The way human immunodeficiency virus (HIV) invades the human body

  More than 30 years ago, the United States first reported Acquired Immune Deficiency Syndrome (AIDS), or AIDS, that occurred in homosexual people. According to its epidemic characteristics, it was first determined that its mode of transmission was sexual contact, and then it was discovered that there were also mother-to-child transmission and blood transmission. With the discovery of the pathogen, the human immunodeficiency virus (HIV), people have gradually determined that AIDS is caused by HIV infection and massive deletion of CD4+ T lymphocytes in the human body; and the way HIV invades the human body is mucous membranes and damaged skin.
  The contact surface between the human body and the environment is composed of skin, mucous membranes and their derivatives. When the structure and function are complete, HIV cannot break through the skin and can only enter the human body from the mucosa (including the mucosa with complete structure and function). Therefore, the mucosa is the natural route of HIV-1 transmission.
  For different ways of AIDS transmission, the way that HIV invades the human body is different. Viruses transmitted through blood invade the human body mainly through damaged skin; viruses transmitted through mothers and infants invade the human body mainly through the mucosa of the digestive tract; viruses transmitted through sexual contact invade the human body mainly through the mucous membrane of the reproductive tract and digestive tract.
  The blood transmission of AIDS is mainly through blood as the carrier of HIV transmission. The blood and blood products of HIV-infected persons do not have the ability to enter a healthy human body. They need to use needles or other sharp instruments to break through the protective structure of the human skin before they can enter the body. Therefore, blood transmission is almost the people who help the virus invade the uninfected people without knowing it. As long as you don’t use HIV-carrying blood and blood products, and avoid sharps (such as needles used for intravenous drug use) punctured by the infected person’s blood, you can avoid HIV infection. But if HIV-contaminated blood comes into contact with mucous membranes, there is a risk of infection.
  The mother-to-child transmission and sexual contact transmission of AIDS are mainly caused by the liquid secreted and released by the reproductive organs as the carrier of HIV transmission. Although the viruses in these secretions cannot invade the human body through the skin, they can invade the human body through various mucous membranes. It is known that HIV invades more mucosal sites. (1) Upper gastrointestinal mucosa, such as HIV-positive mother’s milk can contact the infant’s oral cavity, throat, esophagus and gastric mucosa; (2) Rectal mucosa, such as semen of HIV-positive individuals can contact rectal mucosa; (3) Female reproductive tract Mucosa, such as semen of I-HV-positive individuals can contact the mucosa of the vagina, uterus and fallopian tubes; (4) Male reproductive tract mucosa, such as the vaginal secretion of H1V-positive individuals can contact the male urethral mucosa.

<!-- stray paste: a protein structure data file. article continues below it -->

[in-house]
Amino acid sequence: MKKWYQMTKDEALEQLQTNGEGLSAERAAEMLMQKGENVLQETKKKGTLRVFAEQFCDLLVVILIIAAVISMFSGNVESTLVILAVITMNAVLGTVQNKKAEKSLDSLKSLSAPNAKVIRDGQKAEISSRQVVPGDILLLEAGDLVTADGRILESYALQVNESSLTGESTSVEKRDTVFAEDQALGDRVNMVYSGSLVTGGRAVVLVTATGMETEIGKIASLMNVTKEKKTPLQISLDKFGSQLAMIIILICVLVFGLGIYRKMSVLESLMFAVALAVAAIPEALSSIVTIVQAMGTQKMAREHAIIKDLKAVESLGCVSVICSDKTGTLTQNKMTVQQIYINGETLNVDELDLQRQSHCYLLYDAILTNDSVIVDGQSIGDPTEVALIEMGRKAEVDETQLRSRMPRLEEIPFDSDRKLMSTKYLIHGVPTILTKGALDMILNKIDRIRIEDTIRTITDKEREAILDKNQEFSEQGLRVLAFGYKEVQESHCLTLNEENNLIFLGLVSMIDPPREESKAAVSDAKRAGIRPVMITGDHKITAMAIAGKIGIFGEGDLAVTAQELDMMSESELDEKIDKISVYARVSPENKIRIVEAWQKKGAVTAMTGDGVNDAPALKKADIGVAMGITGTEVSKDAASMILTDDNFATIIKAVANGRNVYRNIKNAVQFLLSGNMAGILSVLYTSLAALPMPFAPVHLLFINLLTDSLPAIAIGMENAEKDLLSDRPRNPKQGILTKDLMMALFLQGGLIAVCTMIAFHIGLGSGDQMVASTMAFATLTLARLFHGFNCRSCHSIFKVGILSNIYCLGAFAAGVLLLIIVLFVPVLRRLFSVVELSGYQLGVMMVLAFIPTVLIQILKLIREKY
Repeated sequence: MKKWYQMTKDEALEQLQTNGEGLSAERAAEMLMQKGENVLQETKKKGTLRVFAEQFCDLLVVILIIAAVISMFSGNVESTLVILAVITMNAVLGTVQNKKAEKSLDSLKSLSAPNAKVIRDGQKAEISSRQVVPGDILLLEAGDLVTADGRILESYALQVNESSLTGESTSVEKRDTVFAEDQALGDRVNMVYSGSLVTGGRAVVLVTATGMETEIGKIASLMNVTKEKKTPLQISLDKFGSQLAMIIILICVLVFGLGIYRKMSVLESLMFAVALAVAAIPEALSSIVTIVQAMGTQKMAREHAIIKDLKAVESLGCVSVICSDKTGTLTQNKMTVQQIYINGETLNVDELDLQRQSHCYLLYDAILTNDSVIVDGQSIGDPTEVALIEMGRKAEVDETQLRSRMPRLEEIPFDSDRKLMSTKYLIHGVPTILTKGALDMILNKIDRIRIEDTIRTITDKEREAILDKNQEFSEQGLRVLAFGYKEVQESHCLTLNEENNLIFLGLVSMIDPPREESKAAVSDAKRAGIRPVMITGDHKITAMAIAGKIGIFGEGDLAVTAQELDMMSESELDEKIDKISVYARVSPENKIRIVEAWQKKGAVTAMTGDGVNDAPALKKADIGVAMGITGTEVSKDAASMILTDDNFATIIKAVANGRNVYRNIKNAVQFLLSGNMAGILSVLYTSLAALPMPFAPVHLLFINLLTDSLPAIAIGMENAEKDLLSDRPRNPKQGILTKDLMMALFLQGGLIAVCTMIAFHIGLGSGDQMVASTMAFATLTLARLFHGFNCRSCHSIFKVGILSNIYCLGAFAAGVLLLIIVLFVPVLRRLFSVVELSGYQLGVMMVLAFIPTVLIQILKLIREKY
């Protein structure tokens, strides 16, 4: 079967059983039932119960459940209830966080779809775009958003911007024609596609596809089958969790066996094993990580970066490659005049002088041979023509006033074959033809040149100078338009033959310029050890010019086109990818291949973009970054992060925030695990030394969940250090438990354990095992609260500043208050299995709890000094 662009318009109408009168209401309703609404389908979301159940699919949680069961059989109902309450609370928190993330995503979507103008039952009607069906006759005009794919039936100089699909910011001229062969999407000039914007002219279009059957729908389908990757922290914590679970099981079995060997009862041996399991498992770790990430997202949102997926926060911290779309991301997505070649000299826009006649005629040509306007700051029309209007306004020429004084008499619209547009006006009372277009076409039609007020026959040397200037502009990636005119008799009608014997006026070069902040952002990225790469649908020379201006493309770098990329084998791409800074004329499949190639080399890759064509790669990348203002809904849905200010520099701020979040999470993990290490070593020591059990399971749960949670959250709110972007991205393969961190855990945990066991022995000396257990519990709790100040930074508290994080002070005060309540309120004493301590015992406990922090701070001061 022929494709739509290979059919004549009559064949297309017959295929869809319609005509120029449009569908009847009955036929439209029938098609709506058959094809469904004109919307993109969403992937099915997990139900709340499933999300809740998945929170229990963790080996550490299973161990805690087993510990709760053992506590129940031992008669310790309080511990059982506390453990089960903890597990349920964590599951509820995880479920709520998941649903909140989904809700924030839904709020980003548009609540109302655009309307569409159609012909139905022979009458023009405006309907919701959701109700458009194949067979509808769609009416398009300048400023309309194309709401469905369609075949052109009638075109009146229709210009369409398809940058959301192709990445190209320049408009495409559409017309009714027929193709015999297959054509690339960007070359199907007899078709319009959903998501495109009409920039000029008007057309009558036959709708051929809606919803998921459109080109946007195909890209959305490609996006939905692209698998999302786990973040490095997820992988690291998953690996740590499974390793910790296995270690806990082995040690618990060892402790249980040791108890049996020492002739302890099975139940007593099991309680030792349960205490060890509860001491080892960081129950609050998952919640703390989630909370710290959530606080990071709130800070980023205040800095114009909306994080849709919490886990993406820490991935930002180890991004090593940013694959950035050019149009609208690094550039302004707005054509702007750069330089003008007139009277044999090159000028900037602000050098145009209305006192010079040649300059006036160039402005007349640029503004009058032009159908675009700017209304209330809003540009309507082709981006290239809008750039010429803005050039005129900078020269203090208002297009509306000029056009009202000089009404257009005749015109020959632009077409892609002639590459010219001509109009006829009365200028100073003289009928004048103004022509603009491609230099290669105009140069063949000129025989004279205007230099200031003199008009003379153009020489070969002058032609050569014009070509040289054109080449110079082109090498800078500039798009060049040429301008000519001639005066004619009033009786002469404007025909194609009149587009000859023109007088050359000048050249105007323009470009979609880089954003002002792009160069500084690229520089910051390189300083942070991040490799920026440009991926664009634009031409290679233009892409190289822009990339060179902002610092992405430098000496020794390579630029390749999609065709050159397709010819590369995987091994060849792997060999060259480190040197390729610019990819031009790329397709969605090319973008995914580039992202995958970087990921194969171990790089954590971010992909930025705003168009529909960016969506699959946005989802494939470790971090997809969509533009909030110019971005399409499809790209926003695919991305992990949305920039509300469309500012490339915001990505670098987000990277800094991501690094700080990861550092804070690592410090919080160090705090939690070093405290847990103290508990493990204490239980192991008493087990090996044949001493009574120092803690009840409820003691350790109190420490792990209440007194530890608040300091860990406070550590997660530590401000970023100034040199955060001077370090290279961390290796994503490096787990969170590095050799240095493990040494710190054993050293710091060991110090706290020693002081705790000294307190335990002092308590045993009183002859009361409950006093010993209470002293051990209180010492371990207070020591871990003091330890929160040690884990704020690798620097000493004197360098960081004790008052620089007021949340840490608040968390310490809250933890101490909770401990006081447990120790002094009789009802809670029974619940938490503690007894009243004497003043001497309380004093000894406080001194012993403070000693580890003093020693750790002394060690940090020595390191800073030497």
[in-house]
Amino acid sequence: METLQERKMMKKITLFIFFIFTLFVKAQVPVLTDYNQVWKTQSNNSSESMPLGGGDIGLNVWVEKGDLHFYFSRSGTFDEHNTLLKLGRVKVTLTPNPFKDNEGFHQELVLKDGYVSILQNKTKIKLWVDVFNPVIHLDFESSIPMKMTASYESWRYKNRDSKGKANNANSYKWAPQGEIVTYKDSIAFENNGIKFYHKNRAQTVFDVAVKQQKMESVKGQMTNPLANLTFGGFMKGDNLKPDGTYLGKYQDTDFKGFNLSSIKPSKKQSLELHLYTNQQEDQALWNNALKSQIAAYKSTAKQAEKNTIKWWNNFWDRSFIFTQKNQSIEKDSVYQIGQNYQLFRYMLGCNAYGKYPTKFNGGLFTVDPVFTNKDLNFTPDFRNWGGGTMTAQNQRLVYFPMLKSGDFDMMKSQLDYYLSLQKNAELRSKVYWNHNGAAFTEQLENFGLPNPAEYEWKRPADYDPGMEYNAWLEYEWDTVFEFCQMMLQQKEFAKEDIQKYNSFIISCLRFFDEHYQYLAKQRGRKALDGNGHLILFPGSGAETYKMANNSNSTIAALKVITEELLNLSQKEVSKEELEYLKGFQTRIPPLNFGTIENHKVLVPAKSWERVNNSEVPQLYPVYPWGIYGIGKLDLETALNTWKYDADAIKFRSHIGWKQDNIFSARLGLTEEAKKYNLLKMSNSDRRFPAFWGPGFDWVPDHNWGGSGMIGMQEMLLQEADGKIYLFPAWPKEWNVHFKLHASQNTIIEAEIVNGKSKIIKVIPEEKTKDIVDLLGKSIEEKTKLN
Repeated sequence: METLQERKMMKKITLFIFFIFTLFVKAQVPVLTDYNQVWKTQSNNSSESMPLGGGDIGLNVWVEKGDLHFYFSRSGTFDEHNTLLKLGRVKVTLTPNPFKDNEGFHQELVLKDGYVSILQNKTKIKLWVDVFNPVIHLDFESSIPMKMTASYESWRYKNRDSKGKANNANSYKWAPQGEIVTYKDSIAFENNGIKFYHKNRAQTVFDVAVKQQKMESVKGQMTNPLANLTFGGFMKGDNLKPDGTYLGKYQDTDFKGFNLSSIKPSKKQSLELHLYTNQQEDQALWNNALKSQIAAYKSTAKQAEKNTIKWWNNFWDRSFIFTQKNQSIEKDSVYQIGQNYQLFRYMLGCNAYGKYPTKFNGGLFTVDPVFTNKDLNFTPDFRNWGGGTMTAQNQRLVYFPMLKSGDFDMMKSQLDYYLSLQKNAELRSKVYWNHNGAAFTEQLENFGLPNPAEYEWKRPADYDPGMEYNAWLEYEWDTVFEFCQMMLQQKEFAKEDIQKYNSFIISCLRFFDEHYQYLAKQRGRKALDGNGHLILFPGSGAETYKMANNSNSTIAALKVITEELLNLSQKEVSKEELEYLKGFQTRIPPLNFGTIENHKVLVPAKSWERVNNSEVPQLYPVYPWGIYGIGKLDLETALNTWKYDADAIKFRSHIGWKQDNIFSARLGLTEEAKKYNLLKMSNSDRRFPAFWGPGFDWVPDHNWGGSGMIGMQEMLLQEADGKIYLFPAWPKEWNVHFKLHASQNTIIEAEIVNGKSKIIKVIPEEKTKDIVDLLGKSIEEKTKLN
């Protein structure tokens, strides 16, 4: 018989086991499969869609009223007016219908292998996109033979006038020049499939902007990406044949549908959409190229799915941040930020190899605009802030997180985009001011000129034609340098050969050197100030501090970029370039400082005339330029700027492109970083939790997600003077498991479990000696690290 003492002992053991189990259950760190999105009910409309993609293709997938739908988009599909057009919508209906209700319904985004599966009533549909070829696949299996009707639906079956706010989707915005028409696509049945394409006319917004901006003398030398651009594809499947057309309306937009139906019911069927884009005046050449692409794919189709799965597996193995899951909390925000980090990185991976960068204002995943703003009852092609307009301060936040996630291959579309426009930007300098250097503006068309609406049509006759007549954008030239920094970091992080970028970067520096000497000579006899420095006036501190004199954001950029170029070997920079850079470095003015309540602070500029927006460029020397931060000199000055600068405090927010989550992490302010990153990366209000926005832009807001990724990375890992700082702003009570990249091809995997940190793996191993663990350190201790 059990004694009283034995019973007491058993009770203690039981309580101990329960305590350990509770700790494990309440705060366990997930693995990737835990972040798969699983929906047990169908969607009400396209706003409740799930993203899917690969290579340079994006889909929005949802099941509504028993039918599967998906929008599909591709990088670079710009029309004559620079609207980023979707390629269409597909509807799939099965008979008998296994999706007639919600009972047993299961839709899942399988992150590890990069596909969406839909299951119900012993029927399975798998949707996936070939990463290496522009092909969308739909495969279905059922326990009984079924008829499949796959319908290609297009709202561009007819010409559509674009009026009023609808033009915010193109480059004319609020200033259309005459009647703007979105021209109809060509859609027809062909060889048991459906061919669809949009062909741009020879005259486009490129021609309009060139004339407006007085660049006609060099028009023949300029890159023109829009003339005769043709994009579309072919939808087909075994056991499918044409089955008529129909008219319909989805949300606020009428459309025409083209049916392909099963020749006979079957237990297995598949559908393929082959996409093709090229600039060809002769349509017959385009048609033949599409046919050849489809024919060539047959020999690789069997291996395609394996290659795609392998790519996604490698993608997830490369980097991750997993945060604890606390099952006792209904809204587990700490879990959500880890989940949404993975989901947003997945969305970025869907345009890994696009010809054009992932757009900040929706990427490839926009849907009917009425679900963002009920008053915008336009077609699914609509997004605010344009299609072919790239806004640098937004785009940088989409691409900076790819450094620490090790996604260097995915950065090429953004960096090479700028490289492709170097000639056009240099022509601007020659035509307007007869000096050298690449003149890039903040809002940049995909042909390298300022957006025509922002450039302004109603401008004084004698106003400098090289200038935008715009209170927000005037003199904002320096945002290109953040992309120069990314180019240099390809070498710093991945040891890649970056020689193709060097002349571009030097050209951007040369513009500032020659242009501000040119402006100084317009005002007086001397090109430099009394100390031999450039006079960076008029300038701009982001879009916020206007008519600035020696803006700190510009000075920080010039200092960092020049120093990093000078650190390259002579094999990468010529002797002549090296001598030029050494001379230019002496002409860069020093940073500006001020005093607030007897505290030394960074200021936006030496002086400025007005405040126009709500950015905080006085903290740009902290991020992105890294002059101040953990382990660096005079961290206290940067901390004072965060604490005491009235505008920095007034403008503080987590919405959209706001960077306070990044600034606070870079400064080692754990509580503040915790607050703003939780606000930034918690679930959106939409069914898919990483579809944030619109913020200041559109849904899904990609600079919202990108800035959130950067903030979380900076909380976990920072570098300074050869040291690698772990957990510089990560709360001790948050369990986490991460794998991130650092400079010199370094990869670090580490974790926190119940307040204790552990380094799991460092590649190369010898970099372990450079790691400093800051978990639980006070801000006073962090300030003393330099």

Because HIV contacts a wide range of mucosal sites, and the structure of each site is different, different mucosal sites have different risks of infection after being exposed to HIV. The epithelial layer of the skin is a keratinized stratified flat epithelium, which has a good physical barrier function, so HIV can hardly penetrate the skin into the human body. Different from the skin, the mucous membrane surface is often covered with mucus. Due to the weak physical barrier, it is the site where most pathogens invade the human body. The epithelium of the mucosa related to HIV invasion includes single-layer columnar epithelium and stratified squamous epithelium. The single-layer epithelium includes the gastrointestinal mucosal epithelium and the genital mucosal epithelium above the inner neck of the uterus. It is the weakest physical structure in the HIV invasion pathway. Barrier. In the mucosa of the digestive tract, the rectal mucosa is the route of transmission with the highest risk of infection after exposure to HIV due to its weak physical barrier and large exposure to the virus during sexual transmission. There is a big difference between the upper gastrointestinal mucosa between adults and infants. Although the risk of HIV infection through the upper gastrointestinal mucosa in adults is extremely low, the infant’s gastric mucosal epithelium is composed of a single layer of epithelial cells and is immature. An important place for HIV invasion in breast milk.
  The factors affecting the invasion of HIV through mucosa are very complex, and individual differences are huge. Some individuals may not be infected after repeated exposure to the virus in their mucous membranes, but the proportion of contact with uninfected individuals is very small. Although mucosal vaccines and mucosal microbicides are good methods to protect mucosa, vaccine development has not been successful; although antiviral drugs are used as topical microbicides to have a certain effect, there are still problems such as drug resistance. An in-depth understanding of HIV transmission routes and influencing factors will help to develop prevention methods for HIV transmission routes. Before there is no AIDS prevention and cure method, understanding the path of HIV invasion and deliberately avoiding contact with the virus will significantly reduce the spread of HIV.